July 3, 2012
diet, eating well epigenetics, Epigenetics, Nutrigenomics, stress, vegan diet
Biology, Bruce Lipton, cancer, Central Dogma, Central dogma of molecular biology, Conditions and Diseases, DNA, DNA methylation, epigenetic, Epigenetics, epigenome, Gene expression, Genetics, Health, Healthcare, Humans, Nutrigenomics, Nutrition, RNA, stress, Weight loss, well being
Illustration of the central dogma of biology: information transfer between DNA, RNA, and protein (Photo credit: Wikipedia)
Bruce Lipton talks about the power of mind management. He conflicts with the Central Dogma of biology that states information flows from the DNA down. This controls biology today as well as medicine. Dr. Lipton shows this is false. He says our physical parts are not as important as the energy fields that we are in. What use to be science fiction is now science.
April 26, 2011
diet, eating well epigenetics, Epigenetics, Nutrigenomics, stress
Biochemistry and Molecular Biology, Biology, Cell (biology), DNA, epigenetic, Gene expression, Genetics, RNA
Image via Wikipedia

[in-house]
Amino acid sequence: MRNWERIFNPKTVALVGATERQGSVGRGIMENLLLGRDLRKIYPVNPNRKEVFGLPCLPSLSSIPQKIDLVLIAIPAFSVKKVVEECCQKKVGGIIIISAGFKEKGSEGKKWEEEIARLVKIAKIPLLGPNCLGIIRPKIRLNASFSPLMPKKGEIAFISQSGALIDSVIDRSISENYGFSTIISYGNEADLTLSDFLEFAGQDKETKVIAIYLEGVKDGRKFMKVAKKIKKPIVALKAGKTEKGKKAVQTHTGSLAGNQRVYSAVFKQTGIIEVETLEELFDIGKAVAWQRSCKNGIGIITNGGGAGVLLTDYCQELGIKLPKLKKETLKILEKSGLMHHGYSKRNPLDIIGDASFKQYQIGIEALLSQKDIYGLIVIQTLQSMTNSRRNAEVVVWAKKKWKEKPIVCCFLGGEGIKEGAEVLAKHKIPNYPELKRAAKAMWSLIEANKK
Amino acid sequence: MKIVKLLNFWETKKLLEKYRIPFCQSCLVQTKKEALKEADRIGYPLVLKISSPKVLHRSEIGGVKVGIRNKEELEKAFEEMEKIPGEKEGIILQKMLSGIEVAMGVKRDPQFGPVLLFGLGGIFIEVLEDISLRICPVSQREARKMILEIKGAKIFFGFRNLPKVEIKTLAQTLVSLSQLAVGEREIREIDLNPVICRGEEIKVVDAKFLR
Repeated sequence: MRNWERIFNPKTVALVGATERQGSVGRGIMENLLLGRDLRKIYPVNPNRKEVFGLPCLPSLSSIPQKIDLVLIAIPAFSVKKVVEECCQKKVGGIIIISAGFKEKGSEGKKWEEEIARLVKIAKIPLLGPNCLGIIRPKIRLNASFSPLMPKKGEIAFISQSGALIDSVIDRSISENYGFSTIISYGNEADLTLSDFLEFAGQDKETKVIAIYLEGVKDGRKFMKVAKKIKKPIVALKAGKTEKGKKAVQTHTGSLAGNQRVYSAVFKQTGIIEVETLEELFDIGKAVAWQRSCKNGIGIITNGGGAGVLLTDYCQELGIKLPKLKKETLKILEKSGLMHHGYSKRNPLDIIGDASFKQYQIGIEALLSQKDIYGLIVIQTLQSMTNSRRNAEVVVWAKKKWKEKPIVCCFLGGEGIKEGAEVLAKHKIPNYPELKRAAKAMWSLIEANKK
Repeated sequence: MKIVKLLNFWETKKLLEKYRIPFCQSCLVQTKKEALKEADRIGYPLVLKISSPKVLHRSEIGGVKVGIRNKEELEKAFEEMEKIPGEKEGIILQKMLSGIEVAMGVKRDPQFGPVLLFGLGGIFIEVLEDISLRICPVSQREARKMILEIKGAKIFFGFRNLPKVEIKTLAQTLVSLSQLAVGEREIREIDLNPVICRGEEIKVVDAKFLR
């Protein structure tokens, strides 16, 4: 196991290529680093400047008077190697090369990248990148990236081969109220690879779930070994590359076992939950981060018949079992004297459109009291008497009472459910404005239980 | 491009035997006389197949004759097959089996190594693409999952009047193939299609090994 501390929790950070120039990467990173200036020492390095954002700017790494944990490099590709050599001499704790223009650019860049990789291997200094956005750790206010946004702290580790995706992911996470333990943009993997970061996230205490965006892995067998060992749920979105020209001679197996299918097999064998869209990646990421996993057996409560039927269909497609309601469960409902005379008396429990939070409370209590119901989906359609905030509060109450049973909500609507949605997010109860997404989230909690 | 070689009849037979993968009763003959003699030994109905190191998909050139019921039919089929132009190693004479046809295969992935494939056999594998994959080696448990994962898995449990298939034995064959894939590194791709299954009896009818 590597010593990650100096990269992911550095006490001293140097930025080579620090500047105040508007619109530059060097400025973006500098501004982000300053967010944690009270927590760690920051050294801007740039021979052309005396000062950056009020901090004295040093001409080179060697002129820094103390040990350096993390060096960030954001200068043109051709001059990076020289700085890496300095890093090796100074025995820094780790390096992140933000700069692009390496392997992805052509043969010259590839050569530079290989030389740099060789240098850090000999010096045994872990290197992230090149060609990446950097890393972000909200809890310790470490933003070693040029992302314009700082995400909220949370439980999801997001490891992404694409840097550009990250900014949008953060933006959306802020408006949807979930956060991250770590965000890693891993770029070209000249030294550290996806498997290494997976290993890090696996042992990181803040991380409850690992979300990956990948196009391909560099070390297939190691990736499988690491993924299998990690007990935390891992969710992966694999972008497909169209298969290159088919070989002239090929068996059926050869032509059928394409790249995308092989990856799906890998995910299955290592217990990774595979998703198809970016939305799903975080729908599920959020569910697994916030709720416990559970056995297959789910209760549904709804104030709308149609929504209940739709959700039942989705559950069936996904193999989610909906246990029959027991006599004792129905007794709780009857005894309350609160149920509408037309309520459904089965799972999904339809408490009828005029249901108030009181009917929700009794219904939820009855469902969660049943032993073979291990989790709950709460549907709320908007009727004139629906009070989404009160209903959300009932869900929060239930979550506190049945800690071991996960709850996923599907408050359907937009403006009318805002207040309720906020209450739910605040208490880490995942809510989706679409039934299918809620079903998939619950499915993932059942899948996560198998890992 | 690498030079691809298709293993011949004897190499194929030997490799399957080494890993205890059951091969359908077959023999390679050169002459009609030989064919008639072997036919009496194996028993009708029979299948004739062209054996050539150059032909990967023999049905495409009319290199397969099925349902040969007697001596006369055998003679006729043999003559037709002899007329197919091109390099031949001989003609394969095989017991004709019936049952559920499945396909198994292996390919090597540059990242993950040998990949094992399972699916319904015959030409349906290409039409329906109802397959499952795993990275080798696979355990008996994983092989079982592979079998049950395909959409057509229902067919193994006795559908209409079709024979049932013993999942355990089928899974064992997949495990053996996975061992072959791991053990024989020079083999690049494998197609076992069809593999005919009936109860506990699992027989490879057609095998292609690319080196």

When studying epigenetics, one can’t help see the similarity between life and computers. Computers are binary machines but could be any base system. They rely on switches to remember states and activate circuits that do things. As the complexity of computers grew, humans invented higher level programming languages to program them without dealing with all the complexity. Life is based on a memory system of DNA (or RNA in earlier life forms). As the DNA grew in complexity, epigenetics programmed it to do different things at different times. Think of all the different types of cells in a human. We have heart cells, liver cells, skin cells, muscle cells etc. As we look at each of these they are the same! Each cell has a nucleus with an identical copy of our DNA. Different types of cells have turned on some DNA that is not turned on in other types of cells. Epigenetics also turns off other pieces of DNA (genes) that may be on in different types of cells. This programming of what is turned on (activated) and what is turned off is what distinguishes each type of cell. On top of that epigenetics switches other pieces of DNA ON/OFF based on what we eat, the level of stress we are having, how we think and of course toxins in our environment. This complex programming makes identical twins (with exact copies of DNA) different from each other. It causes illness and death in some and longevity in others. We are nature’s laboratories. Each of us has different conditions that cause us to be unique individuals. Nature is trying to find the best path through our environment that will yield the highest probability that our DNA will be successfully passed on to new generations. It is all about survival in an unknown and changing environment not about the individual! We are programmed.